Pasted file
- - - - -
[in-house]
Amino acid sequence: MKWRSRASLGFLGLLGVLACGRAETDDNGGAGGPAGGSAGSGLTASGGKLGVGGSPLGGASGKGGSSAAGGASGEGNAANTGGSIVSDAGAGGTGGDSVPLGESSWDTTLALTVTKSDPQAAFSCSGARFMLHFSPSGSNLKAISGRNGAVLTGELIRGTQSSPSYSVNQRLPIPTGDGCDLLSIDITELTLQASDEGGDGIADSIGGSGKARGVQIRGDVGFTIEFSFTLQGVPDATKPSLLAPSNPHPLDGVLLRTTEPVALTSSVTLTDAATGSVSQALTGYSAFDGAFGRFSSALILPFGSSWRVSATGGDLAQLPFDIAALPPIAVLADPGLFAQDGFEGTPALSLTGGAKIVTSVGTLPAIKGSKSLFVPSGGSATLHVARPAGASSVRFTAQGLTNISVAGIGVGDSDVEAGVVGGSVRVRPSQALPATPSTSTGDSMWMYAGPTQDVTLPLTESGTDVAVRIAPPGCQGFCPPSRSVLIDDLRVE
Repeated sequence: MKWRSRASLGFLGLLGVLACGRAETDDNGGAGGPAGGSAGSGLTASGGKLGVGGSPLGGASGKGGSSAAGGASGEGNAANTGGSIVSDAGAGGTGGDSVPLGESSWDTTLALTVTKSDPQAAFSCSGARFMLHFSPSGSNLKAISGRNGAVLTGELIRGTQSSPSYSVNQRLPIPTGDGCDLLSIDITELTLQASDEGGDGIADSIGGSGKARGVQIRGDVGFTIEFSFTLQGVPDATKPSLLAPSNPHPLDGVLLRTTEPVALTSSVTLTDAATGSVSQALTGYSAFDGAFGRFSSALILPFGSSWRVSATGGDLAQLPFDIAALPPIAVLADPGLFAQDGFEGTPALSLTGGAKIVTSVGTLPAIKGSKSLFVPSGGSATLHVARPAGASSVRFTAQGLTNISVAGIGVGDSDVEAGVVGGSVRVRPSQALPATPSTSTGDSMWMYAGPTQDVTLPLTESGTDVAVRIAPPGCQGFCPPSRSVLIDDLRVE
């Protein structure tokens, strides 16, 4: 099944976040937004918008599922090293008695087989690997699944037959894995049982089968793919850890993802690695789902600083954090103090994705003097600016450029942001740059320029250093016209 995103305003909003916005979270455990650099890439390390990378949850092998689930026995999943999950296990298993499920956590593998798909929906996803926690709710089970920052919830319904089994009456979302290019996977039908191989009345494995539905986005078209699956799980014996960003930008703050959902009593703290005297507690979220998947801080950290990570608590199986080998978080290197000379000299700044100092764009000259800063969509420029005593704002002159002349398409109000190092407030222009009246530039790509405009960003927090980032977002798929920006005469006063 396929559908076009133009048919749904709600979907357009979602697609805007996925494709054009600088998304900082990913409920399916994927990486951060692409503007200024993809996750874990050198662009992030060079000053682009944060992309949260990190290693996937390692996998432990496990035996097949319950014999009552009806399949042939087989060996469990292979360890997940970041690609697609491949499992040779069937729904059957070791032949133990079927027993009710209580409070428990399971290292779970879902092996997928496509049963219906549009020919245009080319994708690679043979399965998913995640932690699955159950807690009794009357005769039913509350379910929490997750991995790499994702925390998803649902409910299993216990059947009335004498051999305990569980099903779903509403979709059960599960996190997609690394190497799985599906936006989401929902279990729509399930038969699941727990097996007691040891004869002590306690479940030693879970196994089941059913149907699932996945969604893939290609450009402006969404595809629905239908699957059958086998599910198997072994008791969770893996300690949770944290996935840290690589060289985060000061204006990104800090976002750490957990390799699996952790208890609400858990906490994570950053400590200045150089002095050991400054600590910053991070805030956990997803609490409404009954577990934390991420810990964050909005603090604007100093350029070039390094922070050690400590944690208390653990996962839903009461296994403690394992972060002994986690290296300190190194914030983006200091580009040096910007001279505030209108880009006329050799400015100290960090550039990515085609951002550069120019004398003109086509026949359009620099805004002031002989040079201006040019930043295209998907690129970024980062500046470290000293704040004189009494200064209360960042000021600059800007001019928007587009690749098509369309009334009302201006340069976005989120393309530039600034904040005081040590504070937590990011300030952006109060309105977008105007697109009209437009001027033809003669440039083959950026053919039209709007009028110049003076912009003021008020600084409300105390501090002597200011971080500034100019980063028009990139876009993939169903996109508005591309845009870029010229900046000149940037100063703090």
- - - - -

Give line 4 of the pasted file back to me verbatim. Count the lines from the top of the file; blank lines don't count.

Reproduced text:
């Protein structure tokens, strides 16, 4: 099944976040937004918008599922090293008695087989690997699944037959894995049982089968793919850890993802690695789902600083954090103090994705003097600016450029942001740059320029250093016209 995103305003909003916005979270455990650099890439390390990378949850092998689930026995999943999950296990298993499920956590593998798909929906996803926690709710089970920052919830319904089994009456979302290019996977039908191989009345494995539905986005078209699956799980014996960003930008703050959902009593703290005297507690979220998947801080950290990570608590199986080998978080290197000379000299700044100092764009000259800063969509420029005593704002002159002349398409109000190092407030222009009246530039790509405009960003927090980032977002798929920006005469006063 396929559908076009133009048919749904709600979907357009979602697609805007996925494709054009600088998304900082990913409920399916994927990486951060692409503007200024993809996750874990050198662009992030060079000053682009944060992309949260990190290693996937390692996998432990496990035996097949319950014999009552009806399949042939087989060996469990292979360890997940970041690609697609491949499992040779069937729904059957070791032949133990079927027993009710209580409070428990399971290292779970879902092996997928496509049963219906549009020919245009080319994708690679043979399965998913995640932690699955159950807690009794009357005769039913509350379910929490997750991995790499994702925390998803649902409910299993216990059947009335004498051999305990569980099903779903509403979709059960599960996190997609690394190497799985599906936006989401929902279990729509399930038969699941727990097996007691040891004869002590306690479940030693879970196994089941059913149907699932996945969604893939290609450009402006969404595809629905239908699957059958086998599910198997072994008791969770893996300690949770944290996935840290690589060289985060000061204006990104800090976002750490957990390799699996952790208890609400858990906490994570950053400590200045150089002095050991400054600590910053991070805030956990997803609490409404009954577990934390991420810990964050909005603090604007100093350029070039390094922070050690400590944690208390653990996962839903009461296994403690394992972060002994986690290296300190190194914030983006200091580009040096910007001279505030209108880009006329050799400015100290960090550039990515085609951002550069120019004398003109086509026949359009620099805004002031002989040079201006040019930043295209998907690129970024980062500046470290000293704040004189009494200064209360960042000021600059800007001019928007587009690749098509369309009334009302201006340069976005989120393309530039600034904040005081040590504070937590990011300030952006109060309105977008105007697109009209437009001027033809003669440039083959950026053919039209709007009028110049003076912009003021008020600084409300105390501090002597200011971080500034100019980063028009990139876009993939169903996109508005591309845009870029010229900046000149940037100063703090």